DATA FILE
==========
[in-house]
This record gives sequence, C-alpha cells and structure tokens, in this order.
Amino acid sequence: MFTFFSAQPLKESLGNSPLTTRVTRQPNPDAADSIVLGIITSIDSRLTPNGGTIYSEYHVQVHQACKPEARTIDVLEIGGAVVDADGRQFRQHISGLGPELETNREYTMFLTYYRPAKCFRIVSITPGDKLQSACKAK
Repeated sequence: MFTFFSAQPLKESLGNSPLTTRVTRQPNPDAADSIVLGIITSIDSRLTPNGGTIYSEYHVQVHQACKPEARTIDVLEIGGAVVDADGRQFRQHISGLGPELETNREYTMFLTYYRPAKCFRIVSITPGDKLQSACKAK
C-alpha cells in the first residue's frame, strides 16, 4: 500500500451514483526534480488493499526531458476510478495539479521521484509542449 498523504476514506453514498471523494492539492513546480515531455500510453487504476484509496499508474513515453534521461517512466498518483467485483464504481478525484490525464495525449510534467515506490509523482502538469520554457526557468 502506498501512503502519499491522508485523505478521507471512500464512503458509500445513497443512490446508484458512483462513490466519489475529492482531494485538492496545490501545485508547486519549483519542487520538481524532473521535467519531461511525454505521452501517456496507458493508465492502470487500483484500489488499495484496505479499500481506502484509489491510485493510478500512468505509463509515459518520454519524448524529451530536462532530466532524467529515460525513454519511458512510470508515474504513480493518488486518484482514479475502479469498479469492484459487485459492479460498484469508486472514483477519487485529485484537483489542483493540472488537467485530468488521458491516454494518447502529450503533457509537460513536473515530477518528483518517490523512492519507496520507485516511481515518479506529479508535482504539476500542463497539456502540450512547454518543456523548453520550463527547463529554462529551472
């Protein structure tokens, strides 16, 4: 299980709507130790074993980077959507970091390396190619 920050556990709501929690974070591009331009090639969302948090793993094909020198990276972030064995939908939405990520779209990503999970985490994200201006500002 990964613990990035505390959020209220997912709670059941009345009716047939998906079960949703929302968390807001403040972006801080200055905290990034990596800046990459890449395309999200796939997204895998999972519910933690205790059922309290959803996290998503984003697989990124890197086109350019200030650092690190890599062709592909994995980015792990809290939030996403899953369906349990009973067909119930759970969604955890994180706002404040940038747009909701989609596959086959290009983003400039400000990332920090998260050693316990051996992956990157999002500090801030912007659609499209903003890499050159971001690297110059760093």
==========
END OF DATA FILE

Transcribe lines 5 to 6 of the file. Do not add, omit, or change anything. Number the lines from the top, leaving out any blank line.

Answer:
C-alpha cells in the first residue's frame, strides 16, 4: 500500500451514483526534480488493499526531458476510478495539479521521484509542449 498523504476514506453514498471523494492539492513546480515531455500510453487504476484509496499508474513515453534521461517512466498518483467485483464504481478525484490525464495525449510534467515506490509523482502538469520554457526557468 502506498501512503502519499491522508485523505478521507471512500464512503458509500445513497443512490446508484458512483462513490466519489475529492482531494485538492496545490501545485508547486519549483519542487520538481524532473521535467519531461511525454505521452501517456496507458493508465492502470487500483484500489488499495484496505479499500481506502484509489491510485493510478500512468505509463509515459518520454519524448524529451530536462532530466532524467529515460525513454519511458512510470508515474504513480493518488486518484482514479475502479469498479469492484459487485459492479460498484469508486472514483477519487485529485484537483489542483493540472488537467485530468488521458491516454494518447502529450503533457509537460513536473515530477518528483518517490523512492519507496520507485516511481515518479506529479508535482504539476500542463497539456502540450512547454518543456523548453520550463527547463529554462529551472
């Protein structure tokens, strides 16, 4: 299980709507130790074993980077959507970091390396190619 920050556990709501929690974070591009331009090639969302948090793993094909020198990276972030064995939908939405990520779209990503999970985490994200201006500002 990964613990990035505390959020209220997912709670059941009345009716047939998906079960949703929302968390807001403040972006801080200055905290990034990596800046990459890449395309999200796939997204895998999972519910933690205790059922309290959803996290998503984003697989990124890197086109350019200030650092690190890599062709592909994995980015792990809290939030996403899953369906349990009973067909119930759970969604955890994180706002404040940038747009909701989609596959086959290009983003400039400000990332920090998260050693316990051996992956990157999002500090801030912007659609499209903003890499050159971001690297110059760093």